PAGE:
If we are unable to effectively and efficiently implement our plan to improve our internal controls there could be a material adverse effect on our operations or financial results.

 

We received notice from our independent registered public accounting firm that, in connection with the 2003 year-end audit, the independent registered public accounting firm identified a material weakness in our internal controls and procedures relating to separation of duties and establishment of standards for review of journal entries and related file documentation.  Although we have implemented various initiatives that have remedied this material weakness, we also intend to make additional changes to our internal controls to address the issues that gave rise to the material weakness.

 

During our 2004 year-end financial statement closing, we identified a significant deficiency in our internal controls relating to a mechanical error in calculating a unique inventory allowance, which occurred because newly assigned employees did not recognize that the required allowance had been calculated and recorded by existing procedures. The error was not present in previously issued financial statements and was corrected before the year- end financial statements were issued. Additional training and review procedures have been instituted to remedy this deficiency. During 2005, we intend to perform additional training as well as identify ways to modify and automate our inventory compilation processes to make them less vulnerable to manual errors.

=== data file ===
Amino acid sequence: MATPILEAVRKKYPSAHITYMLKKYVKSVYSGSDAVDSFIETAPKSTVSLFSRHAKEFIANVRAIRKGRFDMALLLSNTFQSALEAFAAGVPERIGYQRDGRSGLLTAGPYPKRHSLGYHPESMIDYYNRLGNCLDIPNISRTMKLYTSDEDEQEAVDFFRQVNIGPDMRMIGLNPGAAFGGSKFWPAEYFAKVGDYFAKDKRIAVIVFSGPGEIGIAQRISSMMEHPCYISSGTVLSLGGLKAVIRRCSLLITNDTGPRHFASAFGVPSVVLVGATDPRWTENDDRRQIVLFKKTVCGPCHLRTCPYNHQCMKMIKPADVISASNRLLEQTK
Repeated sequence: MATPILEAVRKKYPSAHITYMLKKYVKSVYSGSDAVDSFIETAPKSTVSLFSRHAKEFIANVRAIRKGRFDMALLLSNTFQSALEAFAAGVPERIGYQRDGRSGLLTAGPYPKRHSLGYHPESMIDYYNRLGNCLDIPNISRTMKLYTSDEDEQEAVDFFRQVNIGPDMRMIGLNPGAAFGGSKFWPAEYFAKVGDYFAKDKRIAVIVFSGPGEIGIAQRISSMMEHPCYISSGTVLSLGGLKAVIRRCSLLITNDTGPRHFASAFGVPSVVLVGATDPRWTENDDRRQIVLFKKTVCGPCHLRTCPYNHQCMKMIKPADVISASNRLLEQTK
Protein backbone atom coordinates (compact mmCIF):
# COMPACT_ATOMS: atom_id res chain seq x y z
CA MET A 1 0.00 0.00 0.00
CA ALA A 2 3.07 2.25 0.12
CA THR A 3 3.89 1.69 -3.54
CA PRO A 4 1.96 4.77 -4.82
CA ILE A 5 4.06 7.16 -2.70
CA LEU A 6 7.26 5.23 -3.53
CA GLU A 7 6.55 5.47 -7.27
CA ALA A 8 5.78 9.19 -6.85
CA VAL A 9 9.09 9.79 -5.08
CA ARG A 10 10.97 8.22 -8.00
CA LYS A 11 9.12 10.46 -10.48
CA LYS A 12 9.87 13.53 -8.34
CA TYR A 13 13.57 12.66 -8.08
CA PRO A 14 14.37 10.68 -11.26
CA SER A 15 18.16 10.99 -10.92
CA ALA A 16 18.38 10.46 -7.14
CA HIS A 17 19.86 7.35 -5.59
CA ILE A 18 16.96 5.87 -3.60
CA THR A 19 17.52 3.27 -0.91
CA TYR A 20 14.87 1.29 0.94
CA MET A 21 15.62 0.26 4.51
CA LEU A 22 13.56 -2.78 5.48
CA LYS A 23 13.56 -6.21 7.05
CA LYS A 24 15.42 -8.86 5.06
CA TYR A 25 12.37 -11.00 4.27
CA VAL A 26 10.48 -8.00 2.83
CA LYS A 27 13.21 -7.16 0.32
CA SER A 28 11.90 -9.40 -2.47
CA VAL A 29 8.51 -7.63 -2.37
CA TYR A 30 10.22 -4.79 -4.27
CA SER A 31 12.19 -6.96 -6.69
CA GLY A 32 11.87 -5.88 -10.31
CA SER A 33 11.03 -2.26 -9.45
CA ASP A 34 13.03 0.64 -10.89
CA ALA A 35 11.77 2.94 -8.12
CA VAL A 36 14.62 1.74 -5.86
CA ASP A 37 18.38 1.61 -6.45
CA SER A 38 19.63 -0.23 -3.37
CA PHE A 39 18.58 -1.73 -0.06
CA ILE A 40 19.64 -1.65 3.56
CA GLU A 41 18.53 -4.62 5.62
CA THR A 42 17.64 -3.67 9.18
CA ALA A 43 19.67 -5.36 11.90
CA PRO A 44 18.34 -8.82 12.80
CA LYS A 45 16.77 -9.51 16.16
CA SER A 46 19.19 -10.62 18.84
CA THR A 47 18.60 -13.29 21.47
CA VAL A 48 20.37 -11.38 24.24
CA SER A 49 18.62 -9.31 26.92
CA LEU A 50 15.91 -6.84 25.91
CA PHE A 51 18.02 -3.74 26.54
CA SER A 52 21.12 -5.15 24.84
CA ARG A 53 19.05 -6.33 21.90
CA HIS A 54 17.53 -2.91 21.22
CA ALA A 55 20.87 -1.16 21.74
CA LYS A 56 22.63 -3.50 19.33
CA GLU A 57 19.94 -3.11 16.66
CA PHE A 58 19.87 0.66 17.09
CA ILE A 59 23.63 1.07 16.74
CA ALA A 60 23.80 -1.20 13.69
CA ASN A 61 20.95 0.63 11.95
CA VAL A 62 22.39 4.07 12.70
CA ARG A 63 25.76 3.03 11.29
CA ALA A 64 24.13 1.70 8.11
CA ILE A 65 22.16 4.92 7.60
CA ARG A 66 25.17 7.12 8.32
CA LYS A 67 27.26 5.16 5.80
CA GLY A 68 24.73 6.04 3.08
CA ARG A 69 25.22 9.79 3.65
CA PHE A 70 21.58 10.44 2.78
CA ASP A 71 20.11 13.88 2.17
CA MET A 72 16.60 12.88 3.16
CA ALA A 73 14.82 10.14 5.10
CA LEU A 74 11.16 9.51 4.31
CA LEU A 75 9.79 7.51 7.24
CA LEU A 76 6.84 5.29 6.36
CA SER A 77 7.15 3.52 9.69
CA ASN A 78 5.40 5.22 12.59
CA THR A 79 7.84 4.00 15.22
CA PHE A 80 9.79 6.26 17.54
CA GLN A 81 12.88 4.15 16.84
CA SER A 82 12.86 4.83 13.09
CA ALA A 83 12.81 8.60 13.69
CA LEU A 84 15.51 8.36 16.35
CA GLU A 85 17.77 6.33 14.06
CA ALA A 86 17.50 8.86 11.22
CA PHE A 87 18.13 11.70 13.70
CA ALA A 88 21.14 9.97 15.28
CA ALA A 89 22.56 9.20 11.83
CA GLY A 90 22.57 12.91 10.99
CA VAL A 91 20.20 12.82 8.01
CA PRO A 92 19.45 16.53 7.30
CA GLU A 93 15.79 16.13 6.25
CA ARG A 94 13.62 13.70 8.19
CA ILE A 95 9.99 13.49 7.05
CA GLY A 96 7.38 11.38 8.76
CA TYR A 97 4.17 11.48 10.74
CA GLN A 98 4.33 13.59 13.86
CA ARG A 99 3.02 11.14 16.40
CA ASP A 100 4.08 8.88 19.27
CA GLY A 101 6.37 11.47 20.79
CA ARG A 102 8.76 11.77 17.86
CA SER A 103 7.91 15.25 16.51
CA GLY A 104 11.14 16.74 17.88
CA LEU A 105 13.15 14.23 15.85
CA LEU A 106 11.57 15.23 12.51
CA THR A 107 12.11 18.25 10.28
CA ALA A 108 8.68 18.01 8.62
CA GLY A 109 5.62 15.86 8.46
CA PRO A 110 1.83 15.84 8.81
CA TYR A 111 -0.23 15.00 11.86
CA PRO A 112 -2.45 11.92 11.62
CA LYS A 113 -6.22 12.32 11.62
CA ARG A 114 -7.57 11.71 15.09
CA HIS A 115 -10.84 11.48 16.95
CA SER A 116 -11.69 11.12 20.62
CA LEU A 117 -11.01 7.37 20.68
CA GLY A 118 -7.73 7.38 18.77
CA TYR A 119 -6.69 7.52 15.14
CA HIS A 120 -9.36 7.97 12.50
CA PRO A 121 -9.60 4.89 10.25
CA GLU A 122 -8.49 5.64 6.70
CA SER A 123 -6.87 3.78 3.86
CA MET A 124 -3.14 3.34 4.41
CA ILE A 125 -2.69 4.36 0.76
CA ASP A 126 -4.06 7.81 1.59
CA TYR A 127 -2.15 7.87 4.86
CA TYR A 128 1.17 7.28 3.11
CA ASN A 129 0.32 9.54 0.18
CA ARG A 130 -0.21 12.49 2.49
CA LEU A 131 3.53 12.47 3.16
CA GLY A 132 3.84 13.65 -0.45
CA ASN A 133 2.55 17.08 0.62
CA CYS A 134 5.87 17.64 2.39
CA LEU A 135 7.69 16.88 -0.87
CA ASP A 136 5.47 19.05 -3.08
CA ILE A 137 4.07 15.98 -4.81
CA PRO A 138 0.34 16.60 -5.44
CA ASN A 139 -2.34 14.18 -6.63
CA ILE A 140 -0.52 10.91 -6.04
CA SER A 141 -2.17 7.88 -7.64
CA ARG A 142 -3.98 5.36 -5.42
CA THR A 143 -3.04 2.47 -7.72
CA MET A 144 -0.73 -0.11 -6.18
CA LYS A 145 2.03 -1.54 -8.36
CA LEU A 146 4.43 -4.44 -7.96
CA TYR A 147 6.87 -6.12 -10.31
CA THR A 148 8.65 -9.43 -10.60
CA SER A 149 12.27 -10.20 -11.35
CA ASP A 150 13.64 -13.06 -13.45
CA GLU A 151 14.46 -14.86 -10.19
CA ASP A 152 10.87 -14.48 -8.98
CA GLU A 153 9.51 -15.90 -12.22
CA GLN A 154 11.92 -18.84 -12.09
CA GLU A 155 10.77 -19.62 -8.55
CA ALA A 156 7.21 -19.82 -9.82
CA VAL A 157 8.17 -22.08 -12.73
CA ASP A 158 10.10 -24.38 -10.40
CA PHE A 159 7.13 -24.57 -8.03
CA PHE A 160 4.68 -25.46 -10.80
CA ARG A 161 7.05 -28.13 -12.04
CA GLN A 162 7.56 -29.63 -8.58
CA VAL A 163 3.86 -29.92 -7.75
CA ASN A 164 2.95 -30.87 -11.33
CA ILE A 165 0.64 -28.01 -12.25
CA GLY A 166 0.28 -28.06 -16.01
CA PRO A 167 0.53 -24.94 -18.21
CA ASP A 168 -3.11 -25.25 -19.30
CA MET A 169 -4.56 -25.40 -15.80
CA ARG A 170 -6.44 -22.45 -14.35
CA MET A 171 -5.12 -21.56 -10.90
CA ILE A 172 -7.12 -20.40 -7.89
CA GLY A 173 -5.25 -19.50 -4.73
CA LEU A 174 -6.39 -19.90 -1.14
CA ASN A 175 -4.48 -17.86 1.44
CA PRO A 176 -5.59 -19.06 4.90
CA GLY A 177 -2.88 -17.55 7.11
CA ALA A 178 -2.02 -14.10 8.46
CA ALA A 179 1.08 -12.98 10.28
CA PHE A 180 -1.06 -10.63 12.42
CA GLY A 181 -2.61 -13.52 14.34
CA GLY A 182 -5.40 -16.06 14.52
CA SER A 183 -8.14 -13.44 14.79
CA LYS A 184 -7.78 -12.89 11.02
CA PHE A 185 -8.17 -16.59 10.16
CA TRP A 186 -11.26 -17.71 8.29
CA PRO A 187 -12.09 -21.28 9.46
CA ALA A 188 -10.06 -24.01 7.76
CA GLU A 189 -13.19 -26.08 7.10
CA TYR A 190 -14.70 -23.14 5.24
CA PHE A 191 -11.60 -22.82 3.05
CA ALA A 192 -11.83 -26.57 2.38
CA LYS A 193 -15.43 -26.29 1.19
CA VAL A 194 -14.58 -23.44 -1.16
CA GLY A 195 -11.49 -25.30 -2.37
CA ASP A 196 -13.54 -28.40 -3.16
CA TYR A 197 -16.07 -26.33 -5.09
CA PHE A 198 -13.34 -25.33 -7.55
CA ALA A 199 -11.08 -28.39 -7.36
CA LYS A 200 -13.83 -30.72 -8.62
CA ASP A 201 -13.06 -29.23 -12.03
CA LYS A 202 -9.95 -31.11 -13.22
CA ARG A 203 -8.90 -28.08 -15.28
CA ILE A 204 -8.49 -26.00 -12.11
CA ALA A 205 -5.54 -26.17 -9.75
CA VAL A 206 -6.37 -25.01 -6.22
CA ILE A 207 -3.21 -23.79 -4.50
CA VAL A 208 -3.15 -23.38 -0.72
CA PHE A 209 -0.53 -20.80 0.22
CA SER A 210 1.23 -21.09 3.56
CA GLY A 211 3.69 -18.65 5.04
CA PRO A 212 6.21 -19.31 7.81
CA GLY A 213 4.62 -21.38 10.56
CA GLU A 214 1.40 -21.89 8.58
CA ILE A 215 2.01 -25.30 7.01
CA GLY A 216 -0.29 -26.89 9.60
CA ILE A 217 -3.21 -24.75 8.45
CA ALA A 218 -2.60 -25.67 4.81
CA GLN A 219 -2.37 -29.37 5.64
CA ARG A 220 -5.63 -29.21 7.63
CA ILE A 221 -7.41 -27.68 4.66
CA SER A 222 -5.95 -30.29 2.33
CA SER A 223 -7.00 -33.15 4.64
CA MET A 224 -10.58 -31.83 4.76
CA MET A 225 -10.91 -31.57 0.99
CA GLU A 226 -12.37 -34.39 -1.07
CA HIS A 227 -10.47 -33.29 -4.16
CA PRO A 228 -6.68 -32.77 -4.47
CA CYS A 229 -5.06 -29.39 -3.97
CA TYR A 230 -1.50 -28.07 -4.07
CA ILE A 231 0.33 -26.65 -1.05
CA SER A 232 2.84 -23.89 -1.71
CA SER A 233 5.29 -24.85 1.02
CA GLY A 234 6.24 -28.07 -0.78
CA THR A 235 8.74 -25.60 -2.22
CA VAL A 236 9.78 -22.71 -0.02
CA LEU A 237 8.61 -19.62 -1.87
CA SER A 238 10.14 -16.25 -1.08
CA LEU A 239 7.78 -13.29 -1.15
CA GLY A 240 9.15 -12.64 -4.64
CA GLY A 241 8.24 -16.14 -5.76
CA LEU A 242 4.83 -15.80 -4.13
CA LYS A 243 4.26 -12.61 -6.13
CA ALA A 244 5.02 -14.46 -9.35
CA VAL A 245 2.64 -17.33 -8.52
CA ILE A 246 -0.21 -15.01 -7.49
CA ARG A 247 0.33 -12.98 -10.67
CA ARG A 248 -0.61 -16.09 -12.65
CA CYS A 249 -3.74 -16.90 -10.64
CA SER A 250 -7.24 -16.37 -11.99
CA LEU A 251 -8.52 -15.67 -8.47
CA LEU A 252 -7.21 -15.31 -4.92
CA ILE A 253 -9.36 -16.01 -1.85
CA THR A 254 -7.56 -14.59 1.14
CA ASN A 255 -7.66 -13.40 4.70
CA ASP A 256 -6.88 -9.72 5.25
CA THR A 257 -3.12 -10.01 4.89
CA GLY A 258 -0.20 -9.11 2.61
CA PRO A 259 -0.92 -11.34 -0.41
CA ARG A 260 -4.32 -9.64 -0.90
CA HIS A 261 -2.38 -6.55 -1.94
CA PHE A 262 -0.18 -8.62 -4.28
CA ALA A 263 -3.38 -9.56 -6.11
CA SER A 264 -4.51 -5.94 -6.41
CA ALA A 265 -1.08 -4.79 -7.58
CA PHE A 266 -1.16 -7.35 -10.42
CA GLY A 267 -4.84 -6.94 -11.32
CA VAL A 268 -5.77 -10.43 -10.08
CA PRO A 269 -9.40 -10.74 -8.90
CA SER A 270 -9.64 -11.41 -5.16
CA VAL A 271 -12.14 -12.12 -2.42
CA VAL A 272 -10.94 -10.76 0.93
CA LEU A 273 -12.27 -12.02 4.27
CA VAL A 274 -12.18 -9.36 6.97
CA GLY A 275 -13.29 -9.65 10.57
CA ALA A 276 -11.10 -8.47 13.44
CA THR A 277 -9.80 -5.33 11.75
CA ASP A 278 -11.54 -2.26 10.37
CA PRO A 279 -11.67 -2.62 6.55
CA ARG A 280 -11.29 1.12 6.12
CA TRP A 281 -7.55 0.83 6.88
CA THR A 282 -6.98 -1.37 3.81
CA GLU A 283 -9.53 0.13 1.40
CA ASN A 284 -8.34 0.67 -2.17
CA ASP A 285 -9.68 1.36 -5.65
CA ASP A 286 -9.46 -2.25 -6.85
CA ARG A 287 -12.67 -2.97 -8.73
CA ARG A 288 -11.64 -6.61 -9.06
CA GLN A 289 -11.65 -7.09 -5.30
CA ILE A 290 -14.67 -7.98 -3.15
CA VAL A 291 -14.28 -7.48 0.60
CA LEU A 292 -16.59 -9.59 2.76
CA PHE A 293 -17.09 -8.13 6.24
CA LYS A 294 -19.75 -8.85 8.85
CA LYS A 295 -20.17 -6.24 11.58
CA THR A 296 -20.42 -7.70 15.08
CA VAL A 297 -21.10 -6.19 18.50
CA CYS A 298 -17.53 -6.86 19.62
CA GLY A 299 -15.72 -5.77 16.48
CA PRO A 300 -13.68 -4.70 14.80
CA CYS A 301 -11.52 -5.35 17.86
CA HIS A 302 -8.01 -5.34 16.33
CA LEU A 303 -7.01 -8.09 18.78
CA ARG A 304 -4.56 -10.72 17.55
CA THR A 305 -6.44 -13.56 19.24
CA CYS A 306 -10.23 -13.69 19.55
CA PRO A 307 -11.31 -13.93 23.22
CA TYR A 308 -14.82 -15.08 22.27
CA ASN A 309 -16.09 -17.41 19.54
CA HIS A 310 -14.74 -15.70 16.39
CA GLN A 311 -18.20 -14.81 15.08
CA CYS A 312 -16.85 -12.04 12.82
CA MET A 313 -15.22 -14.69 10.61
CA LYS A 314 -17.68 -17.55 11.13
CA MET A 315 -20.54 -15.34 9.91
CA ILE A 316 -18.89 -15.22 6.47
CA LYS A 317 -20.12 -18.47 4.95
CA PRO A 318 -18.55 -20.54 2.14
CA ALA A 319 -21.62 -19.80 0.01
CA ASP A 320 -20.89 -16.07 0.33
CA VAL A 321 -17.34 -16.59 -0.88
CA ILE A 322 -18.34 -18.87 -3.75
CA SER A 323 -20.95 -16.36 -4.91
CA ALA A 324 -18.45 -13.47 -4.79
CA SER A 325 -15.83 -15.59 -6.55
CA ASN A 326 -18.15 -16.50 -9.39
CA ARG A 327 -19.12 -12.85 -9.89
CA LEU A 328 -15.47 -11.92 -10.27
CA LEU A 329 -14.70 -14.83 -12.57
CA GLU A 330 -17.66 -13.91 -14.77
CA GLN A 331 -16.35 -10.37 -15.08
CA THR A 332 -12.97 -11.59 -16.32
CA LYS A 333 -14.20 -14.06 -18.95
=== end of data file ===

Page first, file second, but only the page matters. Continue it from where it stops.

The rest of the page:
On August 9, 2005, we announced that our Audit Committee had completed its previously announced examination, which concerned issues primarily associated with executive compensation and several items pertaining to our internal controls.  In connection with the completion of its examination, the Audit Committee recommended, and the board of directors adopted, a number of recommended enhancements to our policies and procedures, including internal control procedures, which are described in “Item 4. Controls and Procedures.”

 

No assurance can be given that we will be able to successfully implement our revised internal controls and procedures and the recently adopted enhancements, or that our revised controls and procedures or enhancements will have the desired effect. In addition, we may be required to hire additional employees, and may experience higher than anticipated capital expenditures and operating expenses, during the implementation of these changes and thereafter. Furthermore, future assessments of our internal controls and procedures may reveal new material

 

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weaknesses or significant deficiencies. If we are unable to implement these changes to our internal controls and procedures effectively or efficiently, or if we discover additional material weaknesses or significant deficiencies, there could be a material adverse effect on our operations or financial results.